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Scotland's traditional festival of fire 'Up Helly Aa'
29 January 2014
Last updated at 09:47 GMT
Up Helly Aa fire festival is lighting up the Shetland Islands in Scotland where thousands of Vikings are marching through the streets.
On the last Tuesday of January each year, Scotland's Shetland Islands celebrate Up Helly Aa fire festival.
The Vikings set fire to their longboat during the event as a way to mark the heritage of the Scandinavian Vikings in Scotland.
At the end of the day, participants in full costume pull a Viking longboat through the streets to the edge of town where the Jarl Squad throw flaming torches into it.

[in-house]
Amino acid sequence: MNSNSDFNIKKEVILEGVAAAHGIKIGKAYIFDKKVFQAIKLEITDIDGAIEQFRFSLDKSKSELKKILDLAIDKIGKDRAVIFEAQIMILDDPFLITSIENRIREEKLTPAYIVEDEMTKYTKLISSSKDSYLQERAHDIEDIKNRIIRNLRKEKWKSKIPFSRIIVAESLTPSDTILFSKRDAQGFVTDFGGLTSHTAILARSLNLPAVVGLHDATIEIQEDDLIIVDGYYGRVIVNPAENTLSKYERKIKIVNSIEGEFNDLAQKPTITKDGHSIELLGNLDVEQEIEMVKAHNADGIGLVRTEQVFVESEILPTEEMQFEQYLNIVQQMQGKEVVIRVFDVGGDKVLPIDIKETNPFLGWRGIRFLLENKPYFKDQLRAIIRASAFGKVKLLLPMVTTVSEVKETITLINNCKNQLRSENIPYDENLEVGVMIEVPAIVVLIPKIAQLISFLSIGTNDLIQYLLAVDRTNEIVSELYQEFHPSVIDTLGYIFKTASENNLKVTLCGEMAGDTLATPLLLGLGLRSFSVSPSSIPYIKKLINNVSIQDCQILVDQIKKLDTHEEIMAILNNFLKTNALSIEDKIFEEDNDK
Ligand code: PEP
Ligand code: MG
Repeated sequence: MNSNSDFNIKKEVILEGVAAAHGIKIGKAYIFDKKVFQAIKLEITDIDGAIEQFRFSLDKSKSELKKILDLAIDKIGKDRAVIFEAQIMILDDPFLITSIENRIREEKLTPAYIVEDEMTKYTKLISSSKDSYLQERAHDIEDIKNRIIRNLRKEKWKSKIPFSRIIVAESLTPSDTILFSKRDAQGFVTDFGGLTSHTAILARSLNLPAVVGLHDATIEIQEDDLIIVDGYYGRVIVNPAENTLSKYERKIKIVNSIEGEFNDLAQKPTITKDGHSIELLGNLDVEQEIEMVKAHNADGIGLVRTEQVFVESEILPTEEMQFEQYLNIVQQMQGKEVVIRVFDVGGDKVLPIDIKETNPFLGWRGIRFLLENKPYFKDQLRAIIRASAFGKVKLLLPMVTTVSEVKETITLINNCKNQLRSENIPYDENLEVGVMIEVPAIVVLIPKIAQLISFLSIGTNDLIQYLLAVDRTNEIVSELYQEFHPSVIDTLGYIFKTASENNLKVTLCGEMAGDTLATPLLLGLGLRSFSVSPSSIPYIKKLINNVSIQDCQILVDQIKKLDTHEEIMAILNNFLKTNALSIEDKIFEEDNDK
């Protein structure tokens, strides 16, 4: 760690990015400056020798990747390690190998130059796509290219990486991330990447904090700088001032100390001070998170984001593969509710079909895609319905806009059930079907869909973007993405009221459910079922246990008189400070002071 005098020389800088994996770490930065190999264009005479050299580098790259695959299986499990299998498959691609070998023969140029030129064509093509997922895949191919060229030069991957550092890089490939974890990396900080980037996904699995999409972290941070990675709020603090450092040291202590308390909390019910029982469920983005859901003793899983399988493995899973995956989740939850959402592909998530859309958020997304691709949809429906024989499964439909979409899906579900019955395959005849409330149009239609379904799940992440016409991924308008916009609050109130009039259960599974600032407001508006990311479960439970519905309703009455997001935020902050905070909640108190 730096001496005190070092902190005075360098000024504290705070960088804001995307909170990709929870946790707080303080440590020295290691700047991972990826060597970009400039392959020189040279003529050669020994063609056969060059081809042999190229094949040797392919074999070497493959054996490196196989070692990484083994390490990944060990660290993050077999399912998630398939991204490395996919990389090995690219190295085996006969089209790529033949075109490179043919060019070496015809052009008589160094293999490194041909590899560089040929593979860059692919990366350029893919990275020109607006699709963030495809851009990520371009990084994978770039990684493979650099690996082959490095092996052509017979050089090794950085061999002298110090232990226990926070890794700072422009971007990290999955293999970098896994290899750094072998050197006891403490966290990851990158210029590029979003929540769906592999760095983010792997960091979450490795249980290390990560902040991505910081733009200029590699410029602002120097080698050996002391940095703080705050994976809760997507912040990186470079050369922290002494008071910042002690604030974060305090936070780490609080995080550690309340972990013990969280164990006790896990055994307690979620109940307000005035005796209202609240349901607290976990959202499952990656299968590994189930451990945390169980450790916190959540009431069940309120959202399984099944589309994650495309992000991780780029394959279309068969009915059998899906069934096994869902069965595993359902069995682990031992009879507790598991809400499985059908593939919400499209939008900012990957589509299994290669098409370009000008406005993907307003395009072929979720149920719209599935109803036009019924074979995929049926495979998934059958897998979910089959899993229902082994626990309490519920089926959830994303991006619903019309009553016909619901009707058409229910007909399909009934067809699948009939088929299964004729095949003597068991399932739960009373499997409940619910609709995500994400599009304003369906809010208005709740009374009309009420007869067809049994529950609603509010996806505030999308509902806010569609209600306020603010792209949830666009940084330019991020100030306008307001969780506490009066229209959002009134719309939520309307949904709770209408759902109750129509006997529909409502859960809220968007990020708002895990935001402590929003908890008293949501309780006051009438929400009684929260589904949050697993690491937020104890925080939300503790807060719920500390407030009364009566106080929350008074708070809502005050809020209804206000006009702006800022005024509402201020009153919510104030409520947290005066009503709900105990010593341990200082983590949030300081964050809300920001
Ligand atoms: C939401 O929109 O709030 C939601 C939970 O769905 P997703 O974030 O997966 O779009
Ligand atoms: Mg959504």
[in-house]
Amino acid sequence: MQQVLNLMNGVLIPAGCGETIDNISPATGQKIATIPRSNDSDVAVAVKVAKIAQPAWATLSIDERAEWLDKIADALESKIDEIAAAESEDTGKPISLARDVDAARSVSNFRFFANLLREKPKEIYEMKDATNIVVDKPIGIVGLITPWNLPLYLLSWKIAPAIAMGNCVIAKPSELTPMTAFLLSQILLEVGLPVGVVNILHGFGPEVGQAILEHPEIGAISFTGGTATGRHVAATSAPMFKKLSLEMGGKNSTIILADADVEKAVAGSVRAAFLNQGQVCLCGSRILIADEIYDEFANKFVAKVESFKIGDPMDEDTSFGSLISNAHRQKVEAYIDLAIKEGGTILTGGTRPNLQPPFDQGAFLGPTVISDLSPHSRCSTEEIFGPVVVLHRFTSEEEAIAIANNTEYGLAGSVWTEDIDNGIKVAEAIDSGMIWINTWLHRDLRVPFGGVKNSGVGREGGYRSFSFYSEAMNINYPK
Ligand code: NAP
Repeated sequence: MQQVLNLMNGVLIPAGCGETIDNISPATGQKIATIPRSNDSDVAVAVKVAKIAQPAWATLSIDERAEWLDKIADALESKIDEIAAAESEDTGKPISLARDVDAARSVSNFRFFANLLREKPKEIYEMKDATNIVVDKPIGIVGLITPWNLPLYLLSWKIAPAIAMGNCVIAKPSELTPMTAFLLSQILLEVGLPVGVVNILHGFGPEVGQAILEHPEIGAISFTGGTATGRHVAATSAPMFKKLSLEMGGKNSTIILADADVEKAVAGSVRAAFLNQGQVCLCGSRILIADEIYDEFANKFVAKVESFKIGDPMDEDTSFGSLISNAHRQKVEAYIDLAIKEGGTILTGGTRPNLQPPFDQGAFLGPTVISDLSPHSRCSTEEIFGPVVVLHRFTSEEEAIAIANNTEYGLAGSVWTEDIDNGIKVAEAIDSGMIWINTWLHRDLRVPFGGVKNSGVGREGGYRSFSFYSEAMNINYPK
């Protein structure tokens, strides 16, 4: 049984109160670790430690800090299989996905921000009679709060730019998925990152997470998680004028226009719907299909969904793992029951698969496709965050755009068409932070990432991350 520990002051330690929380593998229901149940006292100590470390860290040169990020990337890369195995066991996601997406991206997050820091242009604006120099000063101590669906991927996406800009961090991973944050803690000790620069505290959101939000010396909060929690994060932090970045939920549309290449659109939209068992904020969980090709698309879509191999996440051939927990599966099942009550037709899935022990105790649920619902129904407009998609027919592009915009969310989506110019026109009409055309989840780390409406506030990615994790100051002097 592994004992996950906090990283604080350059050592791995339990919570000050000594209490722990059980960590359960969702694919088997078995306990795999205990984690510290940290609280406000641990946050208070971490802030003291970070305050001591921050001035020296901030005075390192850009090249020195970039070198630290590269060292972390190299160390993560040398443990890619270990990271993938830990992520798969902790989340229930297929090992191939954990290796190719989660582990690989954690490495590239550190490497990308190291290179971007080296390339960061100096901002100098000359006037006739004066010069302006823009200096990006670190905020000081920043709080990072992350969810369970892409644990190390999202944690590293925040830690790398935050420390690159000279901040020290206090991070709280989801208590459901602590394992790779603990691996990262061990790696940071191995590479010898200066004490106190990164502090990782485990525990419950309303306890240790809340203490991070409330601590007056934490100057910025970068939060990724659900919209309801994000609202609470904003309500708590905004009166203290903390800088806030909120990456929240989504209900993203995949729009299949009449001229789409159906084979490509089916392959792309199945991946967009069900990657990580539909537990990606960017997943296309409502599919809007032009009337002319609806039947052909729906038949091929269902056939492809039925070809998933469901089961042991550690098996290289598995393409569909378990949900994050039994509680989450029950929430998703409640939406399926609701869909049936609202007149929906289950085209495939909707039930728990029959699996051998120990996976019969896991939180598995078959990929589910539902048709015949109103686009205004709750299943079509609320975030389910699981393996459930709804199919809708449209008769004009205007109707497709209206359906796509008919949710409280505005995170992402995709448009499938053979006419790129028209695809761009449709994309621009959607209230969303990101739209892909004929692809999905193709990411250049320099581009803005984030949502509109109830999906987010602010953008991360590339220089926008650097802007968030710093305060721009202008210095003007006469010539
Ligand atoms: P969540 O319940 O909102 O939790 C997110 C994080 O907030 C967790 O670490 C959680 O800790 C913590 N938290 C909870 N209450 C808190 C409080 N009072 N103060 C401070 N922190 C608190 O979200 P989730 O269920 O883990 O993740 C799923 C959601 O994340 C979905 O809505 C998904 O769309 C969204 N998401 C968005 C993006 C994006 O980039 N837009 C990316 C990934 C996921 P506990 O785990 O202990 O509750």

1000 locals dressed as Vikings take to the streets for this famous event to celebrate Shetland's Viking heritage.
The event begins when the Guizer Jarl, who is the Chief Guizer, leads the men through the streets of Lerwick.
The Viking warriors are known as the Jarl Squad and visitors from around the world come to watch them march.
The Vikings take part in hours of performing acts and dancing in halls throughout Lerwick.
The tradition began in the 1880s and has only been cancelled during the First and Second World Wars and on the death of Queen Victoria.
In 1956 children were invited to join the event to prepare them to participate in the main Up-Helly-Aa fire festival when they're older. The Junior Guizer Jarl and his squad march along their route cheered on by the adult Guizer squad. They also build their own Viking boat with the help of their teachers and parents.
As part of the day the Jarl Squad sing historical songs. The Up Helly-Aa Song begins like this: 'From grand old Viking centuries Up-Helly-A' has come, Then light the torch and form the march, and sound the rolling drum: And wake the mighty memories of heroes that are dumb; The waves are rolling on.